I used to pick books by their cover. In the days before smart phones and readily available internet book reviews, my best determinant for a book's quality was the flashiness of the cover and the catchiness of the title. But now with a smart phone always in my pocket, I can instead rely on "expert" reviews for assistance. Some list of highly rated books had Debroah Harkness' All Souls Trilogy near the top, so when a trip to my local library revealed an entire shelf filled with multiple copies of the trilogy, I checked out the lot. My "expert" opinion of the trilogy, here, is mostly spoiler free.
Enter the women...
Diana Bishop is an Oxford educated PhD and Yale history professor, who is highly respected in her field of study and amazingly brilliant. Because her hobbies include rowing, running and yoga, she remains fit and eye-catchingly beautiful despite approaching middle age. She is also, of course, a (super) witch of unusual talent and strength, despite her attempts to forgot her witchy heritage. Bishop is clearly an all around exaggerated and cooler version of author and USC history professor Debroah Harkness (who received her PhD from well respected, but nonetheless uncool cow college, UC Davis).
Enter the vampire...
Matthew Clairmont is (about) 1500 years of age, fabulously wealthy (thanks to hundreds of years worth of accumulated riches), astonishingly brilliant and unnaturally well-educated (since he spent his unnatural lifetime accumulating degrees in various subject areas) and of course, broodingly handsome (because all vampires are HAWT). Clairmont has that bad-boy vibe, with a bloody and messy past (what member of the un-dead doesn't) hidden beneath a gentlemen's veneer. But his best characteristic is his deep love and undying devotion for his one true love, Debroah... I mean, Diana Bishop.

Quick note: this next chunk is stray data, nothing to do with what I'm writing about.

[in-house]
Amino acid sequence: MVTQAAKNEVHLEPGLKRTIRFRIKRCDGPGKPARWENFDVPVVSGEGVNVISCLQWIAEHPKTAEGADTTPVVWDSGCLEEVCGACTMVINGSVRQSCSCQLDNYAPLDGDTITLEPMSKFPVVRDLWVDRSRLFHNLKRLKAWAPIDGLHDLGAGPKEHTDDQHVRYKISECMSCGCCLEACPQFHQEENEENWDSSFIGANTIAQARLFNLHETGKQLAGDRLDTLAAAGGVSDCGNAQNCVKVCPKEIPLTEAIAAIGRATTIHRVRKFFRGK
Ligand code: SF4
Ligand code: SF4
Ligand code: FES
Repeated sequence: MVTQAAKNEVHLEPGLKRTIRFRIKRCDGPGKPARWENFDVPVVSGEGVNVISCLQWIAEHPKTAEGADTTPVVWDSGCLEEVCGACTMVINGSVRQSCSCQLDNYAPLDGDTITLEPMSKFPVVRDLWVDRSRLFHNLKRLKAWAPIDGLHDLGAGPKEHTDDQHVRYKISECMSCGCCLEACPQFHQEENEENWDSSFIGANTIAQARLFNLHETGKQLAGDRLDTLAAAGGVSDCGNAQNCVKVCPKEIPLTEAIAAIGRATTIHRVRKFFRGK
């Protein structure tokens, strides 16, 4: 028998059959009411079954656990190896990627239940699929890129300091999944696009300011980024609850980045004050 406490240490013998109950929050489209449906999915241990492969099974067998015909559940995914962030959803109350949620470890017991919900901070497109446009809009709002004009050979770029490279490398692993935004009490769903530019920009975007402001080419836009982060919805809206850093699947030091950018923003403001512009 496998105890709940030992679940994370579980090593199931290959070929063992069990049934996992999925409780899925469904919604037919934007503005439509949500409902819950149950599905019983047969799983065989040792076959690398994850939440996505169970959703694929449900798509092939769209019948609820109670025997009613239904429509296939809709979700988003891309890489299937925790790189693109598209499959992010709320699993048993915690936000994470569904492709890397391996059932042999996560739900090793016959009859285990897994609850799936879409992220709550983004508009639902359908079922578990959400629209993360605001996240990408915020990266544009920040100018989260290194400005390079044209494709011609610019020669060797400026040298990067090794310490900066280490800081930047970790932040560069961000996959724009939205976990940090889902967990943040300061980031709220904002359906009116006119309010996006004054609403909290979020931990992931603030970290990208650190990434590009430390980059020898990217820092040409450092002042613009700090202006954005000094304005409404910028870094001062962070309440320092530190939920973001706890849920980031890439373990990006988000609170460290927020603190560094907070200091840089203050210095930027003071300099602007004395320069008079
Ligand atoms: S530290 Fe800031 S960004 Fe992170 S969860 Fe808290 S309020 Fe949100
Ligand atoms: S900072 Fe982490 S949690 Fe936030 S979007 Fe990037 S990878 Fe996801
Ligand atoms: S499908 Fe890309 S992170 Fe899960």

With Earth! Fire! Wind! Water! and Heart!...
The star crossed lovers Bishop and Clairmont must use their combined powers and a little help from their magical and non-magical friends to embark on a twisting adventure of self-preservation and a quest to save the world from evil.
Although the All Souls Trilogy thankfully avoids true Twilight levels of creepiness, it clearly possesses all the right elements to follow in the wake of the very profitable teen vampire novels. One of the most notable similarities being an unrealistic romance between a blandly awesome Mary Sue and her vampire Darcy, that goes from zero to fanfic faster then Hermoine Granger can raise her hand. A little sprinkle of creepy night time voyeurism and a dash of B.O. sniffing is even thrown in for good measure.
Although occasionally fast paced, the trilogy is generally slow moving. Too much time is spent describing the layout of a reading room at an Oxford college and the mechanics of requesting books. In the time it takes to describe Bishop's early morning run I could have just taken my own morning run. Add in numerous flashbacks, time jumps, side plots and ancillary characters, and the story is a lurching, disjointed slog-fest desperately in need of a therapist.
Taking the advice "write what you know" true to heart, Harkness plays to her strengths and litters the trilogy with historical tidbits and by the second book, we start to see quite a bit of historical fiction involving the likes of Christopher Marlowe and Walter Raleigh. But Harkness overindulges, and excessive in-depth descriptions of all things 16th century England are endless, contributing little to an already dragging plot and only succeed in stoking the enthusiasm of history buffs on the hunt for historical cameos.
All novels suffer deficiencies. A Twilight lover might find it in their heart to ignore the flaws of this trilogy. And make no mistake, this is a series meant to endear itself to the same people who enjoyed Twilight. For someone like me, the moment I started to see Twilight connections my guard was up and every word that followed faced a deeply prejudiced reader. I still finished the trilogy, with a generous helping of speed reading, because I hate to leave a book unfinished. When I turned the last page and everything was tied up in a nice pretty pink bow, and all the heroes were holding hands and singing kumbaya, I breathed a sigh of relief.